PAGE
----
I'm sure that there must be some Utube videos on the web showing metal spinning !
 

Bowtie41

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Nevermind,was gonna recommend spinners on YT,then GOG's post popped up,lol.LOTS of videos there,for sure!
 

werowance

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Thanks, never thought of metal spinning. there happens to be a flag pole manufacturer near by that does metal spinning and I happen to know one of the employees there. they actually spin the aluminum flag poles they make.
 

goldstar31

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Actually I was sitting on the 'John'o_O- the Brits call it a 'Bog" and looking at a pewter mug with a glass bottom- containing two dice.
It had been silvered over the years which now is virtually mostly worn off. The decoration was copper pennies all dated 1802!

Nothing sort of new is there- more of forgotten techniques :(
 

Apprentice707

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Hi, Could new ones be 3D printed? I am sure there are people on here who could do it. My 3D printer is in UK and I am in the USA until Xmas otherwise I would have a go. I recently printed a dummy boiler cover for my 5" gauge electric Rainhill loco and I am very happy with it.

Good Luck

B
 

werowance

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yes I could 3d print it in plastic but I'm thinking where its an antique with all the glass bits and parts still in tact from the 1800's he wants brass back on it. I couldn't catch up with him last night to suggest the flag pole place but I'm thinking metal spinning is the way to go for him.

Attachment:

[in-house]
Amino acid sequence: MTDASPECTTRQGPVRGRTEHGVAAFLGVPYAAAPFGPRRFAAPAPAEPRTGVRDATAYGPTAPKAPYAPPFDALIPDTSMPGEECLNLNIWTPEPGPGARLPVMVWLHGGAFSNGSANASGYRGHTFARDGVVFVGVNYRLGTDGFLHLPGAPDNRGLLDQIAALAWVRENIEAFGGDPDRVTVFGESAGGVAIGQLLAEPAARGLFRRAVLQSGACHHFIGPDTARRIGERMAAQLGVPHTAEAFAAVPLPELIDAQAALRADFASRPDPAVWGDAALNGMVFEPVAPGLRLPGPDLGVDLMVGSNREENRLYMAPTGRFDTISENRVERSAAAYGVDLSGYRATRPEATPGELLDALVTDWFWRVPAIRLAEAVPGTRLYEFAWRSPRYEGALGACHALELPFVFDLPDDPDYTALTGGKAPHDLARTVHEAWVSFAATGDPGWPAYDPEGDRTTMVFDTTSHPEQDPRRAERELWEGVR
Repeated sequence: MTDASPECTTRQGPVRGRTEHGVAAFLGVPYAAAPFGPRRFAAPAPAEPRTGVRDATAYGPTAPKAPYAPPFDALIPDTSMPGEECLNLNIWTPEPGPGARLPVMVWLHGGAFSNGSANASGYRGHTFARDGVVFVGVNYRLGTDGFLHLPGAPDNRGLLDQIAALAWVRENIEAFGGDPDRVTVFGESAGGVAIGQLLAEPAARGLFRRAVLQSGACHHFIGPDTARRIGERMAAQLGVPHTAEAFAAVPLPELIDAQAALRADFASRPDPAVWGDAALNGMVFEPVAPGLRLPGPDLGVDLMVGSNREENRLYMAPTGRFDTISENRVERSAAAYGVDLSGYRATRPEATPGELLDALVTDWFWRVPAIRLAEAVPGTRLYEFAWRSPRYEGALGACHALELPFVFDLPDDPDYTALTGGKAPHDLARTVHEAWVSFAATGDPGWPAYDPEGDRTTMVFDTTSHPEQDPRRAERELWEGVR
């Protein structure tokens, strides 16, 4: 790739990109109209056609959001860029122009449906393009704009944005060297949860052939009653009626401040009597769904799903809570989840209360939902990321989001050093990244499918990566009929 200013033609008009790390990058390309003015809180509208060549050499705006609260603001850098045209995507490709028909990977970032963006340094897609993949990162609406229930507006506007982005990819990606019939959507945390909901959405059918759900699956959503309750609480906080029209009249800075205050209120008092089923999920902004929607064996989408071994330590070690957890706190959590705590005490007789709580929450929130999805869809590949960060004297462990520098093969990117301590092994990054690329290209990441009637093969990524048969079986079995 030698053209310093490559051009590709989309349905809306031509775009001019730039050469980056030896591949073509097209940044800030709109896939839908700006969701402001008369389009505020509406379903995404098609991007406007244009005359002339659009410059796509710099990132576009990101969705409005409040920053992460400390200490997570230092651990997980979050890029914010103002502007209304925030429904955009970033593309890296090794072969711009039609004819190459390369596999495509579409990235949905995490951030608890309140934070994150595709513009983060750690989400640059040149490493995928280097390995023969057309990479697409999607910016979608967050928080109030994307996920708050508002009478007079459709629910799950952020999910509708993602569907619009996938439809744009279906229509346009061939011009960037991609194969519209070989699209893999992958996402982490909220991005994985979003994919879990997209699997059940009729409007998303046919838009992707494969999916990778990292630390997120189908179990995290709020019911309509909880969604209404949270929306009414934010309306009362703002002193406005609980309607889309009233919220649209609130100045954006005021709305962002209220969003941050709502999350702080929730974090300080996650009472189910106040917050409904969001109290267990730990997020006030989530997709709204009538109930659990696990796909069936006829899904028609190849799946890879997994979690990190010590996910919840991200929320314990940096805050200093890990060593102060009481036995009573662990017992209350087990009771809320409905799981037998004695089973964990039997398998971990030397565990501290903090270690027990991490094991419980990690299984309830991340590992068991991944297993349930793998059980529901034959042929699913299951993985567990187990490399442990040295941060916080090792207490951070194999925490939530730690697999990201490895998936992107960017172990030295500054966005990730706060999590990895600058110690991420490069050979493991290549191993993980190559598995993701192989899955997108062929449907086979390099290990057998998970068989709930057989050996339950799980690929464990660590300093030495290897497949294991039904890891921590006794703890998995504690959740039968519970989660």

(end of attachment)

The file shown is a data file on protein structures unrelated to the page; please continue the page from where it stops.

Apprentice707

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Take your point Werowance, I have no idea what an Antique Milk Shake mixer is. I spun end caps for a boiler recently in 1/8" copper. It was my first attempt and by watching Youtube I soon got the feel for doing it. Very satisfying and a good result. I made the formers out of MDF mounted on a steel arbor.

Cheers

B
 

tornitore45

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A practical repair would be to bend a band around it to strengthen and seal the butt soldering joint. But it will destroy the value as antique.
 

Jennifer Edwards

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You should make one from spun brass like goldstar31 mentions in his post. It really is not hard to do.